No one took much notice of Bugarach until the world was coming to an end.
In early 2012, the citizens of this tiny village in the south of France are going to church, swimming in lakes and voting in their country’s upcoming presidential election. But amidst the growing paranoia of the approaching Mayan doomsday prophecy, a news story appears that alleges when the apocalypse hits, Bugarach will be the only place on the planet to survive.
The story gathers global attention, attracting the interests of international media outlets, mystic prophets and all those looking for a ticket to the rapture. The anxieties of the inhabitants are less focused on apocalyptic prophecies and more on the massive influx of outsiders looking for a way to squeeze themselves into their quiet rural community. With the fate of the world on the line, Bugarach is forced into the spotlight as Earth’s surprising and reluctant hero.
Bugarach, a beautiful and mysterious doc
By the beautiful and mysterious way it was shot, Bugarach could easily be a fantastic mystery and suspense movie. But as often happens, reality is even more surreal.
In 2012, humanity was bombarded with slogans, advertisements, and cultural products about the end of the world. And although there was no mass hysteria, the destructive mystery surrounding the Mayan calendar’s date stalked our imaginarium for years.
For the small French commune of Bugarach, the myth had a single and unique twist: That little village, with a population of just 194 inhabitants, would be the only one to survive the impending apocalypse.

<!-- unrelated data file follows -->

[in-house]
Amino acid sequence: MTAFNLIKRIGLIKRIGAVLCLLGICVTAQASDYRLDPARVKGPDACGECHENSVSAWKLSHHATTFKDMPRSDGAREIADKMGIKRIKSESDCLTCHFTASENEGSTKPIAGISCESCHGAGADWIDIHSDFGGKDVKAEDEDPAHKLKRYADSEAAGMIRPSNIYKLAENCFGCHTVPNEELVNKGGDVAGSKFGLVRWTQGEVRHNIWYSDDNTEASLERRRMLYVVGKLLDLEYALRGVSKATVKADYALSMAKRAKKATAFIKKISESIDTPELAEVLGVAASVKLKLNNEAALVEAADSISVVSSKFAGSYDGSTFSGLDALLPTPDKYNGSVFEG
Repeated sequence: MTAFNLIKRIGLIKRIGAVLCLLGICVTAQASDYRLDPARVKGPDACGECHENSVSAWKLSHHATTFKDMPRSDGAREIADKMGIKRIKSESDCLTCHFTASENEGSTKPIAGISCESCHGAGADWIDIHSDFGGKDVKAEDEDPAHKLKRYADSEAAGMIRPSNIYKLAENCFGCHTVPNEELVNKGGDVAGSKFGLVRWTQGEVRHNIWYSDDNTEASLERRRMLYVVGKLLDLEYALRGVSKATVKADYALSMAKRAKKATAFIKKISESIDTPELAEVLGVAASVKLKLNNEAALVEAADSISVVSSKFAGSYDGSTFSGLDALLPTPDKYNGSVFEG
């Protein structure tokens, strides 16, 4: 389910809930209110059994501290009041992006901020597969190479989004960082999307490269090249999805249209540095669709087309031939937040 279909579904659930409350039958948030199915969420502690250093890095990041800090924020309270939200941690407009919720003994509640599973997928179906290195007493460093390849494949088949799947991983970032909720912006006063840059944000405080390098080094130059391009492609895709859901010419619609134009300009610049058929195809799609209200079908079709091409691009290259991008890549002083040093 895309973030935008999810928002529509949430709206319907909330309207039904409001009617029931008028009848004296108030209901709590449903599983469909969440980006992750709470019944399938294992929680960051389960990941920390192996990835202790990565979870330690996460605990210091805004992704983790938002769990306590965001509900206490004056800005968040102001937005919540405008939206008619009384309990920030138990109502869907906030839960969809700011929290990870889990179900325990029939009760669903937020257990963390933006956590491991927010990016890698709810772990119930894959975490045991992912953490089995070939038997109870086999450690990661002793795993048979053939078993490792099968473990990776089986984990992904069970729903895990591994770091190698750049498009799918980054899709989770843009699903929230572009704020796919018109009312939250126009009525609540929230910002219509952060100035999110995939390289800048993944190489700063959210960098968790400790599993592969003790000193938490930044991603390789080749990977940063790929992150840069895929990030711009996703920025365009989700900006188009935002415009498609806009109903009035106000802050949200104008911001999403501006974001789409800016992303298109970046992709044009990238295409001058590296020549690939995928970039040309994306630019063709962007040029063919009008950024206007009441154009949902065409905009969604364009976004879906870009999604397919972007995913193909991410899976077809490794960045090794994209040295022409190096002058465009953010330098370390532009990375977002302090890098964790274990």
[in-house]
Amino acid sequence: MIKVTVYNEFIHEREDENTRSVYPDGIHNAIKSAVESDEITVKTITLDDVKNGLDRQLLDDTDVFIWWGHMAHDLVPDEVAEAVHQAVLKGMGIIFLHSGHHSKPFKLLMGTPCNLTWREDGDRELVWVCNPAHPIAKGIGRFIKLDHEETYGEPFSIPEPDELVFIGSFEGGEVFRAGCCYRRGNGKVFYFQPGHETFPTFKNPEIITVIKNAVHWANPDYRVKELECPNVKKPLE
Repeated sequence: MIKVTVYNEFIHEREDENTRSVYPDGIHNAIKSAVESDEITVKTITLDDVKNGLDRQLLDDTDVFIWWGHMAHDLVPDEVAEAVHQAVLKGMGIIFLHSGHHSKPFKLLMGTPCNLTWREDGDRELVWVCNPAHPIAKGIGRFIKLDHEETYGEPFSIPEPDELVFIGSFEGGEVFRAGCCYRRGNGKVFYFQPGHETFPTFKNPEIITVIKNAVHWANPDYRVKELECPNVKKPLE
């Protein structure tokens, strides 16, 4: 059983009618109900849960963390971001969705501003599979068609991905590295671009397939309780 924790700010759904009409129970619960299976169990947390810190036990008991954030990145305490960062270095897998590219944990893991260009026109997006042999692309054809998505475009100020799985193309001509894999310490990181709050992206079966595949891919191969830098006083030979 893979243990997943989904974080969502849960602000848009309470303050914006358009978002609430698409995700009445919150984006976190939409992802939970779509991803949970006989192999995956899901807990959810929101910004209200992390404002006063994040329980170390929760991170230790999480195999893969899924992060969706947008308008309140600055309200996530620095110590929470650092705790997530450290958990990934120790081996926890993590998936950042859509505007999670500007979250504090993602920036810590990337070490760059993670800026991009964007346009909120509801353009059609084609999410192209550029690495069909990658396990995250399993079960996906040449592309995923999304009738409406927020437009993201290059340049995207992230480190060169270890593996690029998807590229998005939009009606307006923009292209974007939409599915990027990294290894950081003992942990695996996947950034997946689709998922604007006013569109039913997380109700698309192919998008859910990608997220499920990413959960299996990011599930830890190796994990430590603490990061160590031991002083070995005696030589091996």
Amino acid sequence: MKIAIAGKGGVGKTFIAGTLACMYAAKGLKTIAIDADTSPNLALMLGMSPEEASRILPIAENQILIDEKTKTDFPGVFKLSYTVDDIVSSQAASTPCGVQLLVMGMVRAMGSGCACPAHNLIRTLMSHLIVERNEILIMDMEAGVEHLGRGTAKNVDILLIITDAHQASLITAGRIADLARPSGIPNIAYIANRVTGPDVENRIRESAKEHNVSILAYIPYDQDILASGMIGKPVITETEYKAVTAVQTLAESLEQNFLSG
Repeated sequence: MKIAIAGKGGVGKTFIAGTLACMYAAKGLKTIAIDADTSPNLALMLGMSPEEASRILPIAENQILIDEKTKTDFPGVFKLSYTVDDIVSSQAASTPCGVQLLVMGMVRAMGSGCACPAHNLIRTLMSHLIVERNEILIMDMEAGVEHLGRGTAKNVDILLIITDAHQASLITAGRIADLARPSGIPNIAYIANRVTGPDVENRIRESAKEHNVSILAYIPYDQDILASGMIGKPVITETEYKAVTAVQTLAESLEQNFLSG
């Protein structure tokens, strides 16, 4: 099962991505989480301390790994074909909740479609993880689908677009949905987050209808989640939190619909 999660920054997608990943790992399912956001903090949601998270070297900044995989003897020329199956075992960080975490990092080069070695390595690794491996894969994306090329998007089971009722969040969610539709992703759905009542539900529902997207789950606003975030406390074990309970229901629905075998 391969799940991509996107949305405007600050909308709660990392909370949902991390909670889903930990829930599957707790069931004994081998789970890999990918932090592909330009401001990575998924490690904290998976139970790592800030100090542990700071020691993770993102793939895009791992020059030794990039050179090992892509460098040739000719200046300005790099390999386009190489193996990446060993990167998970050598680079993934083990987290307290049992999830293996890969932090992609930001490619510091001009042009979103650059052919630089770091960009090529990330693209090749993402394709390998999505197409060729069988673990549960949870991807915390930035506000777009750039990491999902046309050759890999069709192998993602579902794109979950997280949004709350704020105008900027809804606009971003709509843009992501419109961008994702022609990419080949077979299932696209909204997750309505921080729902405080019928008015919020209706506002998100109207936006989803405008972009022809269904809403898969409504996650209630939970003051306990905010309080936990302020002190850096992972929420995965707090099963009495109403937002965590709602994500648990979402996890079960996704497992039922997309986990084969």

The global reaction to the myth was a beautiful portrait of our humanity. Far from debunking or at least investigate the origin of the prophecy, the interest focused on creating media and economic opportunities as a handful of cults, believers, and theorists wanted to own the explanation of the phenomenon. The Pic de Bugarach was now the place for unique energy alignments with stellar bodies, underground civilizations, UFOs sightings and even the resurrection of Jesus Christ.
Bugarach is about five characters of this small town, waiting for the end of the end of the world. Flirting with the date’s mysticism, this awarded documentary introduces a magician, a warrior, a mayor, a guardian of the mountain, a journalist and an “extraterrestrial” as the main narrators.
This is a unique piece about the human reaction to the obsessive need of a paradigm shift. Some will cling to their beliefs, others will see it as a unique opportunity to take advantage of and others will just want to return to their daily, safe lives.
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